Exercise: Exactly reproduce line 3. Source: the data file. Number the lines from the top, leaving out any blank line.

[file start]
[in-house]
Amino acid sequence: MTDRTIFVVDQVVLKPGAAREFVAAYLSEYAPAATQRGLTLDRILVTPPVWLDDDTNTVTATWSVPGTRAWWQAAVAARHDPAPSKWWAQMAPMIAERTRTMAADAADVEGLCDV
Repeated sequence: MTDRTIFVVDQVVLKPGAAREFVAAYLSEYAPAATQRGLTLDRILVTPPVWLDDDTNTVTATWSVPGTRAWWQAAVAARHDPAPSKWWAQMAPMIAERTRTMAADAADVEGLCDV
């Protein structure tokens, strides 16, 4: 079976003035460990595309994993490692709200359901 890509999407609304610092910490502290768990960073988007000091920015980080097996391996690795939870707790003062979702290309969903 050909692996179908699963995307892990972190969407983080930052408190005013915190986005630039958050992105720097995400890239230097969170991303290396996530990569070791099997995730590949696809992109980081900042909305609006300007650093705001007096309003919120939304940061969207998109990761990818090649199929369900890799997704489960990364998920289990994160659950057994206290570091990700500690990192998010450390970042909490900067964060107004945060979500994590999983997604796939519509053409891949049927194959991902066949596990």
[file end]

Repeated sequence: MTDRTIFVVDQVVLKPGAAREFVAAYLSEYAPAATQRGLTLDRILVTPPVWLDDDTNTVTATWSVPGTRAWWQAAVAARHDPAPSKWWAQMAPMIAERTRTMAADAADVEGLCDV